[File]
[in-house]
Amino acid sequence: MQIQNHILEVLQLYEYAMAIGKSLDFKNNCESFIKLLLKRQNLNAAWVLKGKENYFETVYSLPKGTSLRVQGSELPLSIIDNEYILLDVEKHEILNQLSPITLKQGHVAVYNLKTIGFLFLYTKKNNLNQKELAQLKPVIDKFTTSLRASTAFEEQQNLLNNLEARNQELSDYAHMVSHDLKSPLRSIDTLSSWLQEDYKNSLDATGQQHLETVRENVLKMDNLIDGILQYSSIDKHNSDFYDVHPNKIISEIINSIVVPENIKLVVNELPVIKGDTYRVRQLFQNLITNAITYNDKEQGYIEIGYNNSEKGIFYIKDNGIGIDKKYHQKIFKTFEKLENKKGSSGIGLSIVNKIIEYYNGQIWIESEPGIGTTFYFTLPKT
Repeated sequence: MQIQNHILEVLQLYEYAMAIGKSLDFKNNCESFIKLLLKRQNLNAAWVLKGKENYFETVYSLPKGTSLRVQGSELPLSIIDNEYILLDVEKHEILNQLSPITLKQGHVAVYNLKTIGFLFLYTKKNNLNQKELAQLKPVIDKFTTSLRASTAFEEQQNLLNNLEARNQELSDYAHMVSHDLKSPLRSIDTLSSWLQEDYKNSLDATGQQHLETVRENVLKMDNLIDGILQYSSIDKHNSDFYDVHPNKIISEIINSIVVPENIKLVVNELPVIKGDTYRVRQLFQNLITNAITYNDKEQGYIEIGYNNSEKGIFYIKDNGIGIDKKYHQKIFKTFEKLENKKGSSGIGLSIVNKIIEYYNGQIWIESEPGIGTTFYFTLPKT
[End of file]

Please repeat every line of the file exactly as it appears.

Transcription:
[in-house]
Amino acid sequence: MQIQNHILEVLQLYEYAMAIGKSLDFKNNCESFIKLLLKRQNLNAAWVLKGKENYFETVYSLPKGTSLRVQGSELPLSIIDNEYILLDVEKHEILNQLSPITLKQGHVAVYNLKTIGFLFLYTKKNNLNQKELAQLKPVIDKFTTSLRASTAFEEQQNLLNNLEARNQELSDYAHMVSHDLKSPLRSIDTLSSWLQEDYKNSLDATGQQHLETVRENVLKMDNLIDGILQYSSIDKHNSDFYDVHPNKIISEIINSIVVPENIKLVVNELPVIKGDTYRVRQLFQNLITNAITYNDKEQGYIEIGYNNSEKGIFYIKDNGIGIDKKYHQKIFKTFEKLENKKGSSGIGLSIVNKIIEYYNGQIWIESEPGIGTTFYFTLPKT
Repeated sequence: MQIQNHILEVLQLYEYAMAIGKSLDFKNNCESFIKLLLKRQNLNAAWVLKGKENYFETVYSLPKGTSLRVQGSELPLSIIDNEYILLDVEKHEILNQLSPITLKQGHVAVYNLKTIGFLFLYTKKNNLNQKELAQLKPVIDKFTTSLRASTAFEEQQNLLNNLEARNQELSDYAHMVSHDLKSPLRSIDTLSSWLQEDYKNSLDATGQQHLETVRENVLKMDNLIDGILQYSSIDKHNSDFYDVHPNKIISEIINSIVVPENIKLVVNELPVIKGDTYRVRQLFQNLITNAITYNDKEQGYIEIGYNNSEKGIFYIKDNGIGIDKKYHQKIFKTFEKLENKKGSSGIGLSIVNKIIEYYNGQIWIESEPGIGTTFYFTLPKT